Cinema's lost cherubs appear again

IT WAS thought they were lost for ever, but two stone cherubs which for decades adorned the top of a Felixstowe cinema have made a surprising comeback.

IT WAS thought they were lost for ever, but two stone cherubs which for decades adorned the top of a Felixstowe cinema have made a surprising comeback.

The cherubs used to feature on the front of The Playhouse at the junction of York Road and Hamilton Road but were thought to have been lost when the building was demolished in 1970. York House offices and shops complex stands there today.

But after being used as garden ornaments for more than 20 years the lost cherubs have now been donated to the Felixstowe Museum where they have been put on display as one of several new exhibits.

The cherubs had initially been rescued from bulldozers demolishing the cinema by tobacconist George Todd who was planning to use them as garden ornaments.

When he found he could not get them into his garden, he sold them for £5 to another man to use as a garden feature. It took five men to lift them.

But now the cherubs have been donated to the museum by an anonymous man bringing back a whole host of memories for visitors.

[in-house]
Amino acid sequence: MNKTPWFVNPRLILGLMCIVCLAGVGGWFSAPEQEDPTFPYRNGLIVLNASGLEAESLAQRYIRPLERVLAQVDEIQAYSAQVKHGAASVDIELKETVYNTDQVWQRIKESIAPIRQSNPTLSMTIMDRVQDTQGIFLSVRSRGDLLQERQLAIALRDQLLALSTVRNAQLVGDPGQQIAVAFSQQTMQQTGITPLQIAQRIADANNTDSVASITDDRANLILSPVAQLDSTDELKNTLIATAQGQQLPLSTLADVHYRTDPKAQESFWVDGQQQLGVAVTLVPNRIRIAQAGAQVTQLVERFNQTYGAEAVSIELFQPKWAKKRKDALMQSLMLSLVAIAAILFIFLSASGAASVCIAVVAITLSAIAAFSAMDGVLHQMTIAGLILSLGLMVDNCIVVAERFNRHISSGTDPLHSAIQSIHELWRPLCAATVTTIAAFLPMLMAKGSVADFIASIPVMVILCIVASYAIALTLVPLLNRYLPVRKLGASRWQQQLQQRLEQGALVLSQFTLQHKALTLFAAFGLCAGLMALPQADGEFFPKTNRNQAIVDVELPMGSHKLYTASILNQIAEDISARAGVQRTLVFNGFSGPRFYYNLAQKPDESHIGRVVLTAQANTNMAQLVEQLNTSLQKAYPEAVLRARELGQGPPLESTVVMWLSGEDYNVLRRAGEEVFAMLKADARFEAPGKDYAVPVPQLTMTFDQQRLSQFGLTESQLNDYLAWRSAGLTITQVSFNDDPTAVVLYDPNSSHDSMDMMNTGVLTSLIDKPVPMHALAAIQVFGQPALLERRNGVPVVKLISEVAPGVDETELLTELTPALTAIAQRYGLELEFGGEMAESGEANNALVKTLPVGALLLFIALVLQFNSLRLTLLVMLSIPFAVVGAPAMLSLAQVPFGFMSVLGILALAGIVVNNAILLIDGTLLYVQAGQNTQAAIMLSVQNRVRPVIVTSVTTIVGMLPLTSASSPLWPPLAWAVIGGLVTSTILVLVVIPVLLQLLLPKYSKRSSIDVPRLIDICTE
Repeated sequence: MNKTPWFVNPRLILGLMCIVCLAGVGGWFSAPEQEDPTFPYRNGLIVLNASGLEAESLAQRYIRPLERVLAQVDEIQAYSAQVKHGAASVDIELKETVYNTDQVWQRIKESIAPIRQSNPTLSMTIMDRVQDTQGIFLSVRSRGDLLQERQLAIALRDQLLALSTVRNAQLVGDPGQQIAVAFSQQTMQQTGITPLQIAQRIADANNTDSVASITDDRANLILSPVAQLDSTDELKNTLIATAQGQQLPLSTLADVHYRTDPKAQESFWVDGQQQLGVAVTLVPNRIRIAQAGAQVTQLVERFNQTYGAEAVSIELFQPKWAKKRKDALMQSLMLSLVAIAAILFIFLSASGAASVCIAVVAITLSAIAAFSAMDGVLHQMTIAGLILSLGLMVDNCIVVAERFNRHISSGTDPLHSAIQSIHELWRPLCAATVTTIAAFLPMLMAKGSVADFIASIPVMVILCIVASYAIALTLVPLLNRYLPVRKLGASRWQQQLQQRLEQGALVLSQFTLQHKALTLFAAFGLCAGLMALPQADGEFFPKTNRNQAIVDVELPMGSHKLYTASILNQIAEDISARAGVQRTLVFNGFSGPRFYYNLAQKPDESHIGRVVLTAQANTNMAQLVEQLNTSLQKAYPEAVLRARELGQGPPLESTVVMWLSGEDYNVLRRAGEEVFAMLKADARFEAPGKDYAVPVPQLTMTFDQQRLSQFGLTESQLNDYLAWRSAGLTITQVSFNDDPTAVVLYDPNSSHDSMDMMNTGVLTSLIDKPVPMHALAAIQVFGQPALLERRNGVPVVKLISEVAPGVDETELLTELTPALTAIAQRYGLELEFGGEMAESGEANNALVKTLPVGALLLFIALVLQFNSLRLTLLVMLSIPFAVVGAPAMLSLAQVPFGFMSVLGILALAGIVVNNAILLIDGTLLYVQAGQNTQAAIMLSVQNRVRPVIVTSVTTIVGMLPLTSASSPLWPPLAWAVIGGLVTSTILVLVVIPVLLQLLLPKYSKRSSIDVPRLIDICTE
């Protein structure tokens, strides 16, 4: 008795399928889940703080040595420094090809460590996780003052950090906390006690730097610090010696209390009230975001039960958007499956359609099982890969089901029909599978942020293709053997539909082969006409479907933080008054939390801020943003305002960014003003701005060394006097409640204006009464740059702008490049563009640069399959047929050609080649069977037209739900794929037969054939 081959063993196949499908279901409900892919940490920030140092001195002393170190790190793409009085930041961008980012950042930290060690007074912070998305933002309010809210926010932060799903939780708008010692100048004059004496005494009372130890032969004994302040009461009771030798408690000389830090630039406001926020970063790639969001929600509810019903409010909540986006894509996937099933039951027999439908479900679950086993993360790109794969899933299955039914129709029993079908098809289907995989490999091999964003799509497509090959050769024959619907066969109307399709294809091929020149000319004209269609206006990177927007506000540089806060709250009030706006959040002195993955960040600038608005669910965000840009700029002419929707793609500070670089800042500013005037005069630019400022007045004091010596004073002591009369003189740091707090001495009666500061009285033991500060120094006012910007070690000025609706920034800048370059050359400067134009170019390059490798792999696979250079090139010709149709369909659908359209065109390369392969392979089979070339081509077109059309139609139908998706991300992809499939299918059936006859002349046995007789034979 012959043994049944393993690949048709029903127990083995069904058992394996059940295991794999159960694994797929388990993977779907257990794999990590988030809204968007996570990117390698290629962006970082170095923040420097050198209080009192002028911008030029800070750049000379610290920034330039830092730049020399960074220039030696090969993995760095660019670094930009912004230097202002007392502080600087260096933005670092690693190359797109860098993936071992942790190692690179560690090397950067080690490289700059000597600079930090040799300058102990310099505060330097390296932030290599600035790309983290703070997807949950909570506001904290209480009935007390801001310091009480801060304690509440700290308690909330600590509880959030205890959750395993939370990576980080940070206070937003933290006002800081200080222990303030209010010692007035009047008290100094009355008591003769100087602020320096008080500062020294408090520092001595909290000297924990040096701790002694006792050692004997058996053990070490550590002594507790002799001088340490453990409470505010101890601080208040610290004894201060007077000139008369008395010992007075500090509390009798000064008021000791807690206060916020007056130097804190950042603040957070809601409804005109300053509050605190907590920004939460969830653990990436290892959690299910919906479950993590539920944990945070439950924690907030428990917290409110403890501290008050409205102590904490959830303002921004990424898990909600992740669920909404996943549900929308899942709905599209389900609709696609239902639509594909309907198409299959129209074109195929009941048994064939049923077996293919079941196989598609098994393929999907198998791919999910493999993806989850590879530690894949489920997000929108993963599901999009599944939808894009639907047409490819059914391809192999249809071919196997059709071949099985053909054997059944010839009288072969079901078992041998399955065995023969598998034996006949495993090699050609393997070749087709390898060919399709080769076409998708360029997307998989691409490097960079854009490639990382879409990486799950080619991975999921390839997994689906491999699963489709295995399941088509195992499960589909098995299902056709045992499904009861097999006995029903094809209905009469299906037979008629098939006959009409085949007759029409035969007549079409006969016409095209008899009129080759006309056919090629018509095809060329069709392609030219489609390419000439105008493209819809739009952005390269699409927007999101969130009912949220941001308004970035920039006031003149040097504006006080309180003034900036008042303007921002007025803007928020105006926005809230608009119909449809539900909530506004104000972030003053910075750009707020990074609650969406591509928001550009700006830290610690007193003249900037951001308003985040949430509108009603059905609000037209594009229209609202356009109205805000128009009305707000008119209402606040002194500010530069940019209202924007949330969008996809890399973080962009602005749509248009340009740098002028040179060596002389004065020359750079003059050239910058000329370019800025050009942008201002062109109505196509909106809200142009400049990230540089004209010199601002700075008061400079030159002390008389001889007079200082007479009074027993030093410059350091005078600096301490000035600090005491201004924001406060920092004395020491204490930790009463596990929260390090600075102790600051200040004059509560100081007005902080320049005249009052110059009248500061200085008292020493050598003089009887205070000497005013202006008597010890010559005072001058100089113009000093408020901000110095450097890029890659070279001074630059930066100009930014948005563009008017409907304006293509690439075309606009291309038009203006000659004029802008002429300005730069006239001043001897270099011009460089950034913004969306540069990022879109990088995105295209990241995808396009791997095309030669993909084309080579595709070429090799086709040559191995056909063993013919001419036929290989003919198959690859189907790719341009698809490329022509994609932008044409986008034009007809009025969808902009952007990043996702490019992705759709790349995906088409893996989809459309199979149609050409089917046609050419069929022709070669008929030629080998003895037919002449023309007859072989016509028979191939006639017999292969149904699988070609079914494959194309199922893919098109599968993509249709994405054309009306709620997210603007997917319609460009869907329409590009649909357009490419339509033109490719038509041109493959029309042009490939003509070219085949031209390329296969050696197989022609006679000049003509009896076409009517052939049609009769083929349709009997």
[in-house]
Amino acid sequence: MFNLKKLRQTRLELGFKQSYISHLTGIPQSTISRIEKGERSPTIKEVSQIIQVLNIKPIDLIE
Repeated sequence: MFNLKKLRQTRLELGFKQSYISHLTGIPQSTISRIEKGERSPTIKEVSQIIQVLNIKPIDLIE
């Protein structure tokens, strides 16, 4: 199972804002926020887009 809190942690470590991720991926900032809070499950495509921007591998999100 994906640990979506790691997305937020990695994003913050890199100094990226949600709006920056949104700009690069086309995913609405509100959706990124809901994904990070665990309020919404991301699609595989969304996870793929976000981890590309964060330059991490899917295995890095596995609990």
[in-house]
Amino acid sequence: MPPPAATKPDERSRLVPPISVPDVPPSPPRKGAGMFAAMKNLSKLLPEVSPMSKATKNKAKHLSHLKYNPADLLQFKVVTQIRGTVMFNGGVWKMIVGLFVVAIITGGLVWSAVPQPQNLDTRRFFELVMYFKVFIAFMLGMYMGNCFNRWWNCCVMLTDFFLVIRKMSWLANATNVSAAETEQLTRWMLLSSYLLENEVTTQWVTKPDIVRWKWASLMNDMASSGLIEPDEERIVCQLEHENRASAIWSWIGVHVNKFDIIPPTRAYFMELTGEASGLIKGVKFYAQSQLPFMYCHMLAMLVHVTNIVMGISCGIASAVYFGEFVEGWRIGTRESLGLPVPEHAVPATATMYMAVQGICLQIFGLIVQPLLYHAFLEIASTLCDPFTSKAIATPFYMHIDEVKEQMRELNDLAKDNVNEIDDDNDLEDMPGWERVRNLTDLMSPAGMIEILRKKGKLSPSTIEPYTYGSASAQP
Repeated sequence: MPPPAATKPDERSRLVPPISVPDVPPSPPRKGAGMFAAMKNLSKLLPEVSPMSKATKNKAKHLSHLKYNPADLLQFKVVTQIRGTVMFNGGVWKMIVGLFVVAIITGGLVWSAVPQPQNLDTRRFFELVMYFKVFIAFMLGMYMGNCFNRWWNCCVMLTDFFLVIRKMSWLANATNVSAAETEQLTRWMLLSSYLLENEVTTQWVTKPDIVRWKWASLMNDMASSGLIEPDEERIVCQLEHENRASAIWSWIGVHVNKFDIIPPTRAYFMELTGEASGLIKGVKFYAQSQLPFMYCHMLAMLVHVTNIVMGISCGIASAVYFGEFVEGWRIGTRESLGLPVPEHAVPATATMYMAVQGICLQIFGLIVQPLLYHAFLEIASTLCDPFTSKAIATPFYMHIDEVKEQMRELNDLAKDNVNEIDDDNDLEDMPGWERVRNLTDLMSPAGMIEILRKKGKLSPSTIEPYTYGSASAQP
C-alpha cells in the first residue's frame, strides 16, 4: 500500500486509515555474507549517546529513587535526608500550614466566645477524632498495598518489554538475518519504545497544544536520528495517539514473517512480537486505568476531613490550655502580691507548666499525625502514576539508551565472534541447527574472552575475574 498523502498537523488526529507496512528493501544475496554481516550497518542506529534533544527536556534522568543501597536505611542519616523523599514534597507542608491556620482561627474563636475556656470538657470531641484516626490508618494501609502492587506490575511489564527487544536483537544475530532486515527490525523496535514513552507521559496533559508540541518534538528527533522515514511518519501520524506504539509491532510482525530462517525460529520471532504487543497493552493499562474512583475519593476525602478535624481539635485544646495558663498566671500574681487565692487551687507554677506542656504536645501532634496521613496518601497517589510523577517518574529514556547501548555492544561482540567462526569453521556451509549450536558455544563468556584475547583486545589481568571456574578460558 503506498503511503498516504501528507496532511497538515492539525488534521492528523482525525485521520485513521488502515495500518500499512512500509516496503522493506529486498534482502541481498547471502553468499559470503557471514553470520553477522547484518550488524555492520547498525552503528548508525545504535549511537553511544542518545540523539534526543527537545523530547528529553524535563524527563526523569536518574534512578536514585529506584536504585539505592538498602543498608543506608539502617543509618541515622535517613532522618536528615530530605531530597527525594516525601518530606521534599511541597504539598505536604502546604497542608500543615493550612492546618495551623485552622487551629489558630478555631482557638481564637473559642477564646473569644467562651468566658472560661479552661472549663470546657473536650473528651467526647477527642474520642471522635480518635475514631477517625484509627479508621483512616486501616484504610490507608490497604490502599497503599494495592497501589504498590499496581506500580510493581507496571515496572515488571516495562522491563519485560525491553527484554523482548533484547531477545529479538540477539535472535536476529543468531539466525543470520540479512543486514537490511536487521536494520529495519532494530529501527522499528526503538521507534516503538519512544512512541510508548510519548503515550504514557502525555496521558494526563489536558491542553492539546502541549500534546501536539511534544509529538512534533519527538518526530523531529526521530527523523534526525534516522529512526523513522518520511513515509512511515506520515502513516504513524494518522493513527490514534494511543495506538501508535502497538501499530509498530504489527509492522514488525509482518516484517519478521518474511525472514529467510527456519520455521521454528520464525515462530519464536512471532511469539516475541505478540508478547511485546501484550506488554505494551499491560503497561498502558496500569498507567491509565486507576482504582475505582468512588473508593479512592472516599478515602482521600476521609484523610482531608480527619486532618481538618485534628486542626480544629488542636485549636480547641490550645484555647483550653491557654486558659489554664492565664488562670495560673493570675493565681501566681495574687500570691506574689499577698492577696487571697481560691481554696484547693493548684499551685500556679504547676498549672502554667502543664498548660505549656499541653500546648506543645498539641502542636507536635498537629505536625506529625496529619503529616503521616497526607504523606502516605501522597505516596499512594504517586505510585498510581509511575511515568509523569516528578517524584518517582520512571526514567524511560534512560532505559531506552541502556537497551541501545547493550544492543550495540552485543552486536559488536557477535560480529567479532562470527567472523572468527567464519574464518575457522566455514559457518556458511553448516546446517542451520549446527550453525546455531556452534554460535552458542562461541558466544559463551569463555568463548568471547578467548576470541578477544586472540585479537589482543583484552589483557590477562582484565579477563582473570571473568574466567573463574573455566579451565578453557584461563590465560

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Museum curator Sue Tod said: “We have had them cleaned up and we think they will be an interesting feature. Already we have had people coming in and recognising them - people will say, Oh, I did my courting there! It is such a pocket of memories. “People just come and ask us whether we would like items.

“Often they say, I was taking it down the dump and wondered whether you would like it - which is far better than, I took that down the dump, you might have liked that.

“It is always surprising what people throw away and so many of these things are so interesting and part of the history of our town and its people.”

Also on display this summer are the pieces of the Lancaster bomber which crashed into the sea near the Town Hall and were found washed up on the shore earlier this year, and the Millennium Quilt made by members of the Old Felixstowe Evening Townswomen's Guild showing fashion through the centuries as part of a new room with the theme fashion and elegance.

The local history room has been completely refurbished with new cabinets thanks to funding from the East of England Museums, Libraries and Archives, and the school room, with Victorian desks, flags and blackboard completed.

Felixstowe Museum is open on Sundays and Bank Holidays from 1pm to 5.30pm, and from June also on Wednesday afternoons.

Have you visited Felixstowe Museum - what did you like best? Write to Your Letters, Evening Star, 30 Lower Brook Street, Ipswich, IP4 1AN, or e-mail EveningStarLetters@eveningstar.co.uk

Did you know?

The Playhouse opened in 1914 as a theatre and turned to showing films in 1920 as the popularity of the movies grew and because Felixstowe was already blessed with the three theatres - Spa Pavilion, Ranelagh Theatre and Victoria Hall.

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